As a result, the Dependency Claims Backlog grew….and grew…and grew…..and grew.
The VFW – who to their credit has really been driving awareness on this – testified before Congress in March 2014 that there were over 240,000 Dependency Claims that had not been processed in 3.5 years.
Congress, eager to take care of our nation’s returning combat heroes, has done …. well, nothing.
What is VA solution to the Dependency Claim backlog?
The processing of a Dependency Claims have TWO components:
1) Getting the Dependent properly added to the system
2) Calculating the proper Effective Date for when the Veteran’s dependent benefits should be paid.
The VA’s solution to problem #1 is to pay a government contractor to do the VAs work for it.
(Good luck finding an announcement of this program – when the VA is not publicly disclosing that it hired a contractor, you can expect issues.)
This amounts to the government having to cough up a huge sum to pay for the 15-20 keystrokes that the VBA employees somehow couldn’t do. We live in austere times, and – at my house – we don’t hire a company to come in open our mail when we don’t have the funds to pay for that luxury.
(A Leader in the VA would have set the expectation that VBA employees get these things handled as part of their job. If Steve Jobs can put 1,000 songs in your pocket – a bizarre idea in the early 2000s, then the VBA can type a couple words into a computer. )
Underlying the program is this concept of “Rules Based Processing”. You can read all about it here. Rules Based Processing System – or RBPS – is nothing more than a computer taking action on a claim based on the inputting of a few keystrokes by a user.
(See how we are back to the user entering the keystrokes, again?)
Their solution to Problem #2?
The same people that couldn’t do the work the first time around are going to make decisions about effective dates. Okay, to be honest, some of the Dependency Claims will be decided by the computer – or RBPS.
The rest – the more complicated forms – will still have to be decided by a human. That means it will take more time.
So, in summary, the VA has created its own backlog by not doing the work, and then paying a contractor to help it have more work to not do, while at the same time being able to say “We reduced the backlog”. The absurdity of this bureaucracy is mind-numbing.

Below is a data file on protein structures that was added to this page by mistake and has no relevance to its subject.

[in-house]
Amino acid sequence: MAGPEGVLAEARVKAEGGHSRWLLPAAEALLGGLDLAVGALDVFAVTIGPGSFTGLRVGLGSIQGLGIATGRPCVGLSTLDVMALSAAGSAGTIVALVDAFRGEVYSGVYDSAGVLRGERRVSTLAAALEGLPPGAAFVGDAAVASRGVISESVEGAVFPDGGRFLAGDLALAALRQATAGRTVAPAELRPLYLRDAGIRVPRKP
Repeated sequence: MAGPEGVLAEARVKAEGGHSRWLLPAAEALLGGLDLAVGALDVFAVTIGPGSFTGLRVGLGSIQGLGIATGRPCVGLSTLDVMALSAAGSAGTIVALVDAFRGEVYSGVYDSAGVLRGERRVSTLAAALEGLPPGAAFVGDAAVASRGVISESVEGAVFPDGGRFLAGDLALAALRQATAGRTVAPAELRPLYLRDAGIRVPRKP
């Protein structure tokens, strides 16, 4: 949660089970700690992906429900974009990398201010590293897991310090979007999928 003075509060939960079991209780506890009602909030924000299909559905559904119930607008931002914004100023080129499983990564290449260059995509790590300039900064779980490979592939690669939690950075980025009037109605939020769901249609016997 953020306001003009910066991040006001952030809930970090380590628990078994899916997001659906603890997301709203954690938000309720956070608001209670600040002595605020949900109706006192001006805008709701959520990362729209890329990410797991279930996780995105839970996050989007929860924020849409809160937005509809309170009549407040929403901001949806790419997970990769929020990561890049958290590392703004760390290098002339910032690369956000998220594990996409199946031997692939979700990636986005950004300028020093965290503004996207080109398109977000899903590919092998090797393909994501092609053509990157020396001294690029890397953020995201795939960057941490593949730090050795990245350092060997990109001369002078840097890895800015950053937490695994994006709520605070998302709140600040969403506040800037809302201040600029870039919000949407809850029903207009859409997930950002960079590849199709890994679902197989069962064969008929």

How does that Affect Veterans filing Dependency Claims?
There is a little wrinkle in all this – the VA doesn’t know how to find your Dependency Claims. How do I know this? They are asking you to refile your Dependency Claims.
Remember how they stopped tracking them as part of the backlog?
Well, it seems like they have no way of knowing if your Dependency Claim is still waiting to be done or not.
There could be many reasons for this:
* The VBMS system (if that’s the system that is being used) does not have a way of flagging an “open loop” – an incomplete action – on a claim. This leaves open the possibility of all sorts of abuse of the system.
* The VBMS system (if that’s the system that is being used) does not have an indexing system to identify certain documents in the database. This is the digital equivalent of shredding paper. Mark my words – VBMS is going to become a stinking mess in a year or two.
* The VA lost, misplaced, shredded, or otherwise “disappeared” all your Dependency Claim Forms
Should you refile your dependency claim on VA Form 21-4170?
If you have been waiting between 3 months and 4 years for your dependency claim to be approved, I think you should take these actions.
Step 2: Make a copy of the VA Form 21-4170 you filed – never send the VA the only copy of anything.
Step 3: Draft a cover letter, with your claim number, indicating that you are refiling your VA Form 21-4170, and point the VA to the date of the original filing of that form, so you can recover past-due benefits back to the the earliest Effective Date you are entitled to by law.
In many cases, this will be the date you originally filed the VA Form 21-4170; there are scenarios where it could be much, much earlier.
When in doubt, call an accredited VA attorney to help you figure it all out.